You turn the corner. What a change! All is light and brilliancy. The hum of many voices issues from that splendid gin-shop which forms the commencement of the two streets opposite; and the gay building with the fantastically ornamented parapet, the illuminated clock, the plate-glass windows surrounded by stucco rosettes, and its profusion of gas-lights in richly-gilt burners, is perfectly dazzling when contrasted with the darkness and dirt we have just left. Yet, the gin shop is dazzling in appearances only. Soon it grows late and the throng of men, women, and children, who have been constantly going in and out, dwindles down to two or three occasional stragglers--cold, wretched-looking creatures, in the last stage of emaciation and disease. The knot of Irish laborers at the lower end of the place, who have been alternately shaking hands with, and threatening the life of each other, for the last hour, become furious in their disputes, and finding it impossible to silence one man, who is particularly anxious to adjust the difference, they resort to the expedient of knocking him down and jumping on him afterwards. The man in the fur cap, and the potboy rush out; a scene of riot and confusion ensues; half the Irishmen get shut out, and the other half get shut in; the potboy is knocked among the tubs in no time; the landlord hits everybody, and everybody hits the landlord; the barmaids scream; the police come in; the rest is a confused mixture of arms, legs, staves, torn coats, shouting, and struggling. Some of the party are borne off to the station-house, and the remainder slink home to beat their wives for complaining, and kick the children for daring to be hungry.

Gin-drinking is a great vice in England, but wretchedness and dirt are a greater; and until you improve the homes of the poor, or persuade a half-famished wretch not to seek relief in the temporary oblivion of his own misery gin-shops will increase in number and splendor. If Temperance Societies would suggest an antidote against hunger and filth gin-palaces would vanish. In the meantime, they shall only grow in prominence.

The word “edification” most nearly means __________.

Possible Answers:

building 

excess

comfort

whimsy 

instruction 

Correct answer:

instruction 

Explanation:

The word edification refers to instruction, teaching or enlightenment. The author employs the word in the first sentence when he describes how his description of gin-shops is intended to provide edification for his readership. If you were unsure as to the meaning of edification you could simply try the various answer choices and see which one works. Building and excess would make little sense in-context. Likewise, whimsy and comfort are almost opposite in intention to the thoughts and emotions the author hopes to engender in his audience. Therefore, instruction is the only viable answer choice.

Example Question #1 : How To Find The Meaning Of A Word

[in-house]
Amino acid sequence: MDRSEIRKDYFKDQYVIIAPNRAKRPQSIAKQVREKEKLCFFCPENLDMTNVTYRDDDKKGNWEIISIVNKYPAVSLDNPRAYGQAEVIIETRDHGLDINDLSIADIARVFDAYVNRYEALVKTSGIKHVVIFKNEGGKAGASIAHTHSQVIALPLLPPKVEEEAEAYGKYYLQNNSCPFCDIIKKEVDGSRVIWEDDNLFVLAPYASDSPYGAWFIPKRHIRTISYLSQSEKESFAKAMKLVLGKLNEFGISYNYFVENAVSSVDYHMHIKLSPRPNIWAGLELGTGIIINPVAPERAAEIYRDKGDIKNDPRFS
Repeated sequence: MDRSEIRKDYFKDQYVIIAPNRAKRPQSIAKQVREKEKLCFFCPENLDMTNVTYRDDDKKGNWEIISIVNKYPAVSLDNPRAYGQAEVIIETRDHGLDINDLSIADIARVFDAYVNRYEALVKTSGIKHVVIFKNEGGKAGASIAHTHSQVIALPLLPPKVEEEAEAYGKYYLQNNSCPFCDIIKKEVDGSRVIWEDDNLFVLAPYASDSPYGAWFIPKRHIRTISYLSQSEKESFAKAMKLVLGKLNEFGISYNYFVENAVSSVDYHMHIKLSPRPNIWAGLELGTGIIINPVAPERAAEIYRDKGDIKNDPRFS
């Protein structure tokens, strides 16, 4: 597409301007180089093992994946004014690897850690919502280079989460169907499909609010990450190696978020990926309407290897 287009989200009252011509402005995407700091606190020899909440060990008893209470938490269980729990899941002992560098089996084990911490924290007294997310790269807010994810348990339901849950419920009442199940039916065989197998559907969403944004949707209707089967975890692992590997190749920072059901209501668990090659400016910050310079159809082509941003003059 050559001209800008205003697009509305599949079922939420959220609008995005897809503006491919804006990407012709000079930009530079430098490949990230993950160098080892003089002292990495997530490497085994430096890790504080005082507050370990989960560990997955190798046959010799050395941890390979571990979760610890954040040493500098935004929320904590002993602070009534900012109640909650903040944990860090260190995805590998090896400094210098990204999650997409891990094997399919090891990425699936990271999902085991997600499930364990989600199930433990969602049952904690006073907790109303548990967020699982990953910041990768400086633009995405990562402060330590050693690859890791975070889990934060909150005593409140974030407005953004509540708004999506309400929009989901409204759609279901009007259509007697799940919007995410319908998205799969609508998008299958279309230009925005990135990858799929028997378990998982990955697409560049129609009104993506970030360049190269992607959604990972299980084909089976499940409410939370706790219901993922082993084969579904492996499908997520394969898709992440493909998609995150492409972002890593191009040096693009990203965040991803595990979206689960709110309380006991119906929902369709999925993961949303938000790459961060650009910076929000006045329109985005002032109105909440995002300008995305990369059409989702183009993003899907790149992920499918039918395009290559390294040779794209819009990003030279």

Adapted from “A Definition of a Gentleman” by John Henry Newman (1852)

It is almost a definition of a gentleman to say he is one who never inflicts pain. This description is both refined and, as far as it goes, accurate. He is mainly occupied in merely removing the obstacles which hinder the free and unembarrassed action of those about him; and he concurs with their movements rather than takes the initiative himself. His benefits may be considered as parallel to what are called comforts or conveniences in arrangements of a personal nature: like an easy chair or a good fire, which do their part in dispelling cold and fatigue, though nature provides both means of rest and animal heat without them. The true gentleman in like manner carefully avoids whatever may cause a jar or a jolt in the minds of those with whom he is cast;--all clashing of opinion, or collision of feeling, all restraint, or suspicion, or gloom, or resentment; his great concern being to make everyone at their ease and at home. He has his eyes on all his company; he is tender towards the bashful, gentle towards the distant, and merciful towards the absurd; he can recollect to whom he is speaking; he guards against unseasonable allusions, or topics which may irritate; he is seldom prominent in conversation, and never wearisome. He makes light of favors while he does them, and seems to be receiving when he is conferring. He never speaks of himself except when compelled, never defends himself by a mere retort, he has no ears for slander or gossip, is scrupulous in imputing motives to those who interfere with him, and interprets everything for the best.

The word “hinder” most nearly means __________.

Possible Answers:

obstruct 

advance

condemn 

facilitate

imagine

Correct answer:

obstruct 

Explanation:

To hinder something is to obstruct or prevent. In order to solve this problem without knowing the meaning of the word “hinder” you would need to look at the preceding and succeeding clauses to identify the context. In this instance the author is saying that it is “obstacles” that are hindering something. Well obstacles generally get in the way more than anything else, so obstruct should stand out as the most likely answer.